In a lot of ways this makes a great deal of sense. On any platform a theme has to align itself with the type of content that can be posted on the site. On a traditional CMS if a new custom content type is added, by a plugin for example, it often can’t be used if a theme doesn’t support it. Webhook’s approach makes absolutely sure that the theme and content types of a site match up perfectly by containing them in the same system.

Starting From a Prebuilt Theme

In future tutorials we’ll be covering in depth how to build out your own custom Webhook themes, so for the purposes of introducing you to the platform I went with the prebuilt option. This gave me eight themes to choose from.

I selected “Bootstrap blog” which is a simple blogging theme styled with Bootstrap which gives you the content types “Articles” and “About Me” in the admin area:

After adding some content the front-end of my local site looked like this:

Deploying to Your Live Site

Taking what you’ve created locally and deploying it to your live site is also incredibly easy. Open up a terminal in the folder housing your local site and run the command:

wh deploy

Note: I found it easiest to open up a second terminal to do this, because that let me leave the first terminal I opened running my local Webhook site process.

When deployment is successful you’ll get a confirmation in your terminal along with a reminder of the URL at which you can see your live site:

You can visit the demo site created above at http://tutsplusdemo.webhook.org/

Basic Admin / Content Type Customization

As I mentioned earlier we’ll be giving you full tutorials on Webhook theming in the near future. Nonetheless let’s still take a look at a simple example of customizing one of our site’s content types so you get an idea of how easy it can be.

By default the “About Me” page shows a heading and a bio:

We’re going to add the ability to append a website URL to the end of the page.

Adding a New Content Entry Field / Widget

Head to the admin area and click Add / Edit Content Types in the left sidebar:

You’ll be shown a list of the existing content types:

Click the About me entry and you’ll be taken to the form building system. On the left side of the screen you’ll see all the different types of content entry fields you can add, called “Widgets” in Webhook terminology. Find the Website widget in the Specifics section then drag it from the left side and drop it on the right:

Click the Save Form button at the bottom right of the interface:

After saving is complete you’ll be taken to the content entry form you just updated, where you’ll see your new Website field. When you hover over the field you’ll also be shown the tag you should use to display its contents through the appropriate template file:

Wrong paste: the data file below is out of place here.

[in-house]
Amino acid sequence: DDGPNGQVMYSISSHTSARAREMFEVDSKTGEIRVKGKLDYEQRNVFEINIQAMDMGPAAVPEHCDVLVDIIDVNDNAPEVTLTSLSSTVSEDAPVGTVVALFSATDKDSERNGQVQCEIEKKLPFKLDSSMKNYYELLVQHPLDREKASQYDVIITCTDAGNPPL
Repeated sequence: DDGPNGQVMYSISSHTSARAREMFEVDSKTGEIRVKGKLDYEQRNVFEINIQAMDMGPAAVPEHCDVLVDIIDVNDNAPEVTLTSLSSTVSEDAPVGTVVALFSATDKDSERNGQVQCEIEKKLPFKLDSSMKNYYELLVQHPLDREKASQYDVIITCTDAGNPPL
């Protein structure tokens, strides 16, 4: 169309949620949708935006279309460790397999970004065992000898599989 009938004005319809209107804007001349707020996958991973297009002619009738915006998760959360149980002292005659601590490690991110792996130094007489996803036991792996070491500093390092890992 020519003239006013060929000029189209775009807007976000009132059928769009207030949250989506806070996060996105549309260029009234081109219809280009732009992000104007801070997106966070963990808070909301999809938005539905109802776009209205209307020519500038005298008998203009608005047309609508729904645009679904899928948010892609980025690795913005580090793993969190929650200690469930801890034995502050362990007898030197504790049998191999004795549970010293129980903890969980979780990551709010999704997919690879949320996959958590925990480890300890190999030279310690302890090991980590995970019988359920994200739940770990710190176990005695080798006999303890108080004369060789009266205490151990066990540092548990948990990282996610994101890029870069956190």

Update the Template File

In the “pages” subfolder of this theme is the template file “about.html” that controls the presentation of the “About Me” page. We’ll cover more on how the templating system works in our full Webhook theming tutorial.

For now, you can just open up the “about.html” file and locate the line reading:

{{ about.body|safe }}

Under that line add the following:

<a href="{{ about.website }}" target="_blank">{{ about.website }}</a>

Save the file and your local site will detect the change and automatically refresh, at which point you’ll see your new link below the main text:

More Awesome Webhook Features

After experiencing all the functionality I’ve described above I was already hugely impressed by Webhook and busily thinking of applications I could use it for, yet I still found even more features which continued to pique my interest.

Themes Allow Leveraging NPM

With Webhook themes not only can you control data, presentation and the admin area, but you can also have them fetch NPM packages during installation.

This means you can do things like pull in a preprocessor package so LESS / Sass / Stylus files can be compiled on the fly. Whenever you serve your local Webhook site it runs a “grunt watch” task so you can customize the included Gruntfile to handle these types of operations.

It also means you can incorporate any tools that are available via NPM such as preprocessor frameworks, jQuery plugins and anything else useful you might find among the near 80,000 available packages.

You Can Even Style the Admin Area

Because the entire CMS is controlled from within your theme folder, you also have control over the way it’s styled. All you have to do is add a link to your own custom CSS in the template file pages/cms.html. For example, you could add your own styling to make text fields wider than their default:

And of course you could also put together some more comprehensive styling to completely rework the color scheme, typography and anything else you choose.

Learn More

Check out these great screencasts demonstrating what Webhook can do:

Other Useful Links:

Source: Nettuts+

I've worked very hard for this, so please help me by donating a cup of coffee. Thanks in advance.